“Richmond’s kind of one of those places where you get a little bit of all the effects (of short track racing),” Warren said. “It’s fast enough to have some downforce, but not be a big downforce track with tires always falling off there. And you got kind of multiple lines. So really, it brings out the true short track capabilities of the car we’re in. It’s a little bit unique compared to all the other tracks, which is something that guys hit on for certain years. And then, in other years, combination changes with a tire or whatever and they can’t quite get it sorted out.”
Bowman’s unexpected Richmond win could be viewed as a small result of an overall course correction by GM in recent seasons.
In October 2020, Warren started applying the knowledge developed from working with specific organizations — like Richard Petty Motorsports and Michael Waltrip Racing — toward “nudging” Chevrolet’s NASCAR teams “closer together and … encouraging (a) collaborative atmosphere.”
His appointment to oversee GM’s NASCAR programs was one part of a huge overhaul by the manufacturer in how it conducted its racing business.
“A lot of the restructuring happened for multiple reasons, but one was GM moved the racing program from out in marketing to up under engineering, which is a definite change within the company,” Warren said. “Motorsports plays a natural fit in the engineering collaboration. So that’s been the biggest thing, connecting with different resources inside of GM, how to tap into that and what’s possible. And then learning where all the budget was from my perspective, where were we being effective with it and how do we need to change.”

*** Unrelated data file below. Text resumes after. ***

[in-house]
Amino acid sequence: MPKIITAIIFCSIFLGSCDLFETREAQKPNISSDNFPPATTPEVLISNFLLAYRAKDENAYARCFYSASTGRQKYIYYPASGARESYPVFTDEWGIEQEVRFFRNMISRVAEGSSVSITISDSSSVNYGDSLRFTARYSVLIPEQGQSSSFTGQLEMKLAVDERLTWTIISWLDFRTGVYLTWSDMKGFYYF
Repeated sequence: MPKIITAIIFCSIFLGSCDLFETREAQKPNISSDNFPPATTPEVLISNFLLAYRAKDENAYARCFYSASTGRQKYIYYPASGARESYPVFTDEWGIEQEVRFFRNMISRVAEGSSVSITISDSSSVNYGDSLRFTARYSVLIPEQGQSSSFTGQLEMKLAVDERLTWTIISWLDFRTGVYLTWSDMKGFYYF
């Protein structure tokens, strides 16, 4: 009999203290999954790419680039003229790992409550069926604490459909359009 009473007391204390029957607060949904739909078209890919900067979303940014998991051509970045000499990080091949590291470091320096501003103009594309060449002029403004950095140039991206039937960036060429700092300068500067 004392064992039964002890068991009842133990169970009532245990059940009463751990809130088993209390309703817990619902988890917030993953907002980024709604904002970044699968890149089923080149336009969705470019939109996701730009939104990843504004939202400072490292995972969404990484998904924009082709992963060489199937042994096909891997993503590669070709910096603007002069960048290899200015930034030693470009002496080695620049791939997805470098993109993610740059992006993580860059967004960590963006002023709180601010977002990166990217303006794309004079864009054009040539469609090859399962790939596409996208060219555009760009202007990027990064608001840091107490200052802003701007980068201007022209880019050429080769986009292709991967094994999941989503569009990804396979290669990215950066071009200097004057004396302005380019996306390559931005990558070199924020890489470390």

Warren credits the initiative of the Chevy-backed team owners for being the force behind a change in culture for GM during a period where the manufacturer got locked out of the Cup Championship 4 each year from 2017-2019.
“Rick Hendrick, Richard Childress, Chip Ganassi got with Mark Reuss, president of GM and said, ‘All right, look, we’re tired of getting beat,'” Warren said. “So the whole project came from the push from the leadership of GM and leadership of the race teams. It started multiple years ago in this push to do more common things. … The money from the OEMs was being divided out into three and four and five ways. And so, there got to be this discussion of if we’re going to, one, survive and two, improve, we got to do a lot more of it collaboratively.”